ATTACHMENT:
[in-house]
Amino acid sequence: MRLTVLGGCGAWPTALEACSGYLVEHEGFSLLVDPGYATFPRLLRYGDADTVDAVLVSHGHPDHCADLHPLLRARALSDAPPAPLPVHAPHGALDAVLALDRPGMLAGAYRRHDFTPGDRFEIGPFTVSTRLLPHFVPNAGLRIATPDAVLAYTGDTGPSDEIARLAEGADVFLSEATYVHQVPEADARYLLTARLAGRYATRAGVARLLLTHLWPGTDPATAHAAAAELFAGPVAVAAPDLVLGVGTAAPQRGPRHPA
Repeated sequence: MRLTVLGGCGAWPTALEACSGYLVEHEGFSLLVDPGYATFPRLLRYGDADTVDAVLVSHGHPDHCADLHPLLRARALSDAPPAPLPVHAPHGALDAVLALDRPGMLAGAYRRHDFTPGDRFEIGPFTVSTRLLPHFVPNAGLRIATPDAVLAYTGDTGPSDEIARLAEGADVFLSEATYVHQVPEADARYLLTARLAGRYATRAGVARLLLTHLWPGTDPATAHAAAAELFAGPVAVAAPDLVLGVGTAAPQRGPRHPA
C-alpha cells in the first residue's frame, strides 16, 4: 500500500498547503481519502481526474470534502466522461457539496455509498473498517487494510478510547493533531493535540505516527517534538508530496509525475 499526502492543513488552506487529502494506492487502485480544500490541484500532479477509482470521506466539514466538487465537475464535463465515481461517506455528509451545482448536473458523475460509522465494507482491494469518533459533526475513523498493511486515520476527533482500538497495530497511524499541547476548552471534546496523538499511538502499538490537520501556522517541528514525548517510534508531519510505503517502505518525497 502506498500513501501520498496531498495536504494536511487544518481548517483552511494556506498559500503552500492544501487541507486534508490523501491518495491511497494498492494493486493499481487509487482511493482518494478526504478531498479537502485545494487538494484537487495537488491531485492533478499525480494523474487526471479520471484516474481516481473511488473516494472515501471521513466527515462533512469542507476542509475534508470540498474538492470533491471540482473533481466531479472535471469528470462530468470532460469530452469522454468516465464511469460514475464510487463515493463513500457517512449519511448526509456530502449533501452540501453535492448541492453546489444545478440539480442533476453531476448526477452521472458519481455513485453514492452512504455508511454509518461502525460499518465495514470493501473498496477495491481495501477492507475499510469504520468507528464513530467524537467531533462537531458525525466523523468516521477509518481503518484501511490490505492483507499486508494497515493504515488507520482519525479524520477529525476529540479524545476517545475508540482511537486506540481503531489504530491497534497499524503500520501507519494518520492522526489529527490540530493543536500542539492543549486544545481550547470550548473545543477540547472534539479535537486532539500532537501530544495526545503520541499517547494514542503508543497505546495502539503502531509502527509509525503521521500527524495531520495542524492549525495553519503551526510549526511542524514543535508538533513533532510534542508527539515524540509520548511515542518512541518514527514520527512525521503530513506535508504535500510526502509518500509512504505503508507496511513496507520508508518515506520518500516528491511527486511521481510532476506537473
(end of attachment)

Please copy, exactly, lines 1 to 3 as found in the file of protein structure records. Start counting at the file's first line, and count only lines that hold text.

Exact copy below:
[in-house]
Amino acid sequence: MRLTVLGGCGAWPTALEACSGYLVEHEGFSLLVDPGYATFPRLLRYGDADTVDAVLVSHGHPDHCADLHPLLRARALSDAPPAPLPVHAPHGALDAVLALDRPGMLAGAYRRHDFTPGDRFEIGPFTVSTRLLPHFVPNAGLRIATPDAVLAYTGDTGPSDEIARLAEGADVFLSEATYVHQVPEADARYLLTARLAGRYATRAGVARLLLTHLWPGTDPATAHAAAAELFAGPVAVAAPDLVLGVGTAAPQRGPRHPA
Repeated sequence: MRLTVLGGCGAWPTALEACSGYLVEHEGFSLLVDPGYATFPRLLRYGDADTVDAVLVSHGHPDHCADLHPLLRARALSDAPPAPLPVHAPHGALDAVLALDRPGMLAGAYRRHDFTPGDRFEIGPFTVSTRLLPHFVPNAGLRIATPDAVLAYTGDTGPSDEIARLAEGADVFLSEATYVHQVPEADARYLLTARLAGRYATRAGVARLLLTHLWPGTDPATAHAAAAELFAGPVAVAAPDLVLGVGTAAPQRGPRHPA